A focus on the differentiation of right wing-extremism towards violent extremism is explored by Perry, Wikström, and Roman (2018). Their research aims to examine the relation between criminogenic exposure and violent extremism with the focus on right wing extremism, as this effect with crime is established. The basis of their analysis is the Situational Action Theory of crime. The study explains these established relations and develops three working hypothesis. A large survey was conducted in the United Kingdom with a sample of 684 young individuals. The findings establish that there is a strong correlation of criminogenic exposure to violent extremism, comparable to the correlation with crime, but not to non-violent extremism, a surprising result that needs further research.

van de Wetering, Zick, and Mietke (2018) analyze disengagement of women from extreme right wing groups. They focus on the integration and translation of identity related extreme-right femininities into everyday life. Furthermore, they look for approaches in their research for disengagement. This is based on interviews they conducted with women, who had disengaged, using the biography theory for the analysis of the interview, which is combined with grounded theory. This innovative approach leads to interesting results that enhances the academic knowledge as well as the practical use of the results.

Finally, King, Endres, Schwaß, Stemmler, Lauchs, and Armborst (2018) look at prisoners with Islamist relations. The authors especially examine the question, if prisoner files are valuable data for individual research and assessment related to Islamism. They investigate a total number of 40 inmates of Bavarian prisons with Islamism-security related background. The research highlights the gap in the analysis of biographies, as the results are often contradictory. Therefore the authors refer for their analysis to three different analysis tools, which have different approaches. The research allows a different view on the radicalization process as the incidents are rare and the perpetrators usually do not cooperate with researchers. The results of the research enrich the academic discussion with an innovative approach and they may have an impact on policymaking and the judiciary system.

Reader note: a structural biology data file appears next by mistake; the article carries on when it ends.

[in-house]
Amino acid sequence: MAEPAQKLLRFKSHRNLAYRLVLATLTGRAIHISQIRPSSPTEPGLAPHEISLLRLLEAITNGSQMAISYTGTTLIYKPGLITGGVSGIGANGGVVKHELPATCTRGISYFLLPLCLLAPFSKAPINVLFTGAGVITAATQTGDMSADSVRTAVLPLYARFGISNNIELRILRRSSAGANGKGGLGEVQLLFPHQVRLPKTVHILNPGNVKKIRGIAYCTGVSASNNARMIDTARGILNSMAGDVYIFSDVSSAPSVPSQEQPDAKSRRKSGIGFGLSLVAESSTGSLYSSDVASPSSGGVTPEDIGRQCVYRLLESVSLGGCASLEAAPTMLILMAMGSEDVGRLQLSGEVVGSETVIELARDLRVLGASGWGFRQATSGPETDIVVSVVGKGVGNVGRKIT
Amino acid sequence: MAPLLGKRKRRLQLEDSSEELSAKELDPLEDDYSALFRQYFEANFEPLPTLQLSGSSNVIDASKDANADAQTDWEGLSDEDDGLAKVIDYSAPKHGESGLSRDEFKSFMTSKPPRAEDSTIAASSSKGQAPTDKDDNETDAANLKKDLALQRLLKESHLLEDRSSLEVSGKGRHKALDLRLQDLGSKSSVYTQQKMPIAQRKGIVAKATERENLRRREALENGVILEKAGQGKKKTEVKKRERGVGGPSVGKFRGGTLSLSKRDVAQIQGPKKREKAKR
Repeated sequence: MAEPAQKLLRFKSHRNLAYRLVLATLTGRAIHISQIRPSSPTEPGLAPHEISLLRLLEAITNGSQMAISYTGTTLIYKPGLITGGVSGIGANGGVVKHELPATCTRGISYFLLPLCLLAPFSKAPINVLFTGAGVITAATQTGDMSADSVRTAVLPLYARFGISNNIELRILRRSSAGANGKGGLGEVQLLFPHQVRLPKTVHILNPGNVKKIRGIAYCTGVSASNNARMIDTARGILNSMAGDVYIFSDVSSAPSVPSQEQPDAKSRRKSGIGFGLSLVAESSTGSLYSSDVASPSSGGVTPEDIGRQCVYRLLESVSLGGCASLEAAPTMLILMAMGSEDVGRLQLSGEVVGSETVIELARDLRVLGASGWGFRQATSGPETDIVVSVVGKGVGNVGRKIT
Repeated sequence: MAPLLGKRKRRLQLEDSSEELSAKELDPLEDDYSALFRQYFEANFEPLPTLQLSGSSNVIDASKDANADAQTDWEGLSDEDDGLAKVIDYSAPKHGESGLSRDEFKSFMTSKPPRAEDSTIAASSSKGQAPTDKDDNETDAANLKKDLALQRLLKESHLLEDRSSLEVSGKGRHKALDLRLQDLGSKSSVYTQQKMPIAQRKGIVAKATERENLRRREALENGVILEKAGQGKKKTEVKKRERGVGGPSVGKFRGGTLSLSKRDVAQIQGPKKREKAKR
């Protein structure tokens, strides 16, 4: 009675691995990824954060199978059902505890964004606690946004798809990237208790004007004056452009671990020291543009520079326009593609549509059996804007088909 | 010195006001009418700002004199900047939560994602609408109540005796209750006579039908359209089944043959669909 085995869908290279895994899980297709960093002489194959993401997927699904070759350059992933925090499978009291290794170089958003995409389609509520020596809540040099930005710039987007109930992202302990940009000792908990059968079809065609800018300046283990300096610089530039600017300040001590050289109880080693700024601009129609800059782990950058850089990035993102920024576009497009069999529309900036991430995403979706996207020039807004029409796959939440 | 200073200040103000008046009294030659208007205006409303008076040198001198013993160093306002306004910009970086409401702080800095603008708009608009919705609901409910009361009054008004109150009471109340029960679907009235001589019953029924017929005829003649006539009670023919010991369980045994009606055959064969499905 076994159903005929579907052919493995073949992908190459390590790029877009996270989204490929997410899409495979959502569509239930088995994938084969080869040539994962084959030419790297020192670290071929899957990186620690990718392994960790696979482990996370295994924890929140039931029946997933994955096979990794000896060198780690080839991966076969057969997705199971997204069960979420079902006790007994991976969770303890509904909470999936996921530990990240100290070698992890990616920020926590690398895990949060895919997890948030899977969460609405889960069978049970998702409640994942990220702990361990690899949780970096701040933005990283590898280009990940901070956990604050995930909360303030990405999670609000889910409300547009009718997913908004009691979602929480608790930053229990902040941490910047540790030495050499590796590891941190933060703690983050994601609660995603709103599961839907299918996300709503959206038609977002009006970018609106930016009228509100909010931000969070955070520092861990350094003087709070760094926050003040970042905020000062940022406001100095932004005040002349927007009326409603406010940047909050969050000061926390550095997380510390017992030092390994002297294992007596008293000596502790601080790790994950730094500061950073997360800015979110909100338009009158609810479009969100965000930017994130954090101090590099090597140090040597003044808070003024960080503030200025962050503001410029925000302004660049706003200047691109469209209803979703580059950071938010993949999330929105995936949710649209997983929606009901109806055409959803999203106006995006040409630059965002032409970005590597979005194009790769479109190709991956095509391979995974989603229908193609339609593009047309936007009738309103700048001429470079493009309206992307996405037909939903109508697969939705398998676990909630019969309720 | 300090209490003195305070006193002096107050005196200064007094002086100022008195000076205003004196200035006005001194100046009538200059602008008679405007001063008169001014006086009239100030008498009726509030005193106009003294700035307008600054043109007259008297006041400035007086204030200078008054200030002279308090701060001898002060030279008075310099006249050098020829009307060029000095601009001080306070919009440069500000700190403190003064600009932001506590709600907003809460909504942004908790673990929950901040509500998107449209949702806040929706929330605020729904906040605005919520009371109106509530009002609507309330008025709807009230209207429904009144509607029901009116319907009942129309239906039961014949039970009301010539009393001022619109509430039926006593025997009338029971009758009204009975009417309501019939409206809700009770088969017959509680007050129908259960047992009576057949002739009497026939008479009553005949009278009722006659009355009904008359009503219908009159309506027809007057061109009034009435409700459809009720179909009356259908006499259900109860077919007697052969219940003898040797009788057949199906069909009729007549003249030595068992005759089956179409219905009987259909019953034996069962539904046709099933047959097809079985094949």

Conclusions

The different approaches of the papers selected for this Thematic Issue will give a broad picture of the phenomenon and in addition, include not just psychological research, but also research from other scientific disciplines. All papers were selected because of their innovative, unique approaches to enrich the academic literature about radicalization with research from different perspectives with a collection of different topics and variety of used methods. This is not just meant to be a rich source for academics for further research, but in addition to give practitioners the chance to look at the big picture about the phenomenon of radicalization. However, future research must make stronger efforts on investigating radicalization processes based on the background of developmental issues: e.g., what is the function of radicalization in terms of identity formation, development of attitudes in certain social groups, peer pressure, need to belong etc. for the psychosocial development of (especially) young men? Additionally, to understand what leads people into violent extremism, it is also important to ask why it is that most young people dont become radicalised! Beside factors that push people towards a radical ideology, and factors that pull them towards extremism, additionally, protective factors seem to play an important role. Beside the usefulness of single case analyses, comparative single case analyses respectively (cf. Böckler, Leuschner, Roth, Zick, & Scheithauer, 2018) , prospective studies with unselected samples as well as other innovative methods are needed to get deeper insights into processes of radicalization. As research presented in this Thematic Issue shows: Studies are needed that combine different radicalization outcomes, that is left-, right-wing extremism, jihadi and other religiously motivated forms of extremism as well as other forms of severe targeted violence.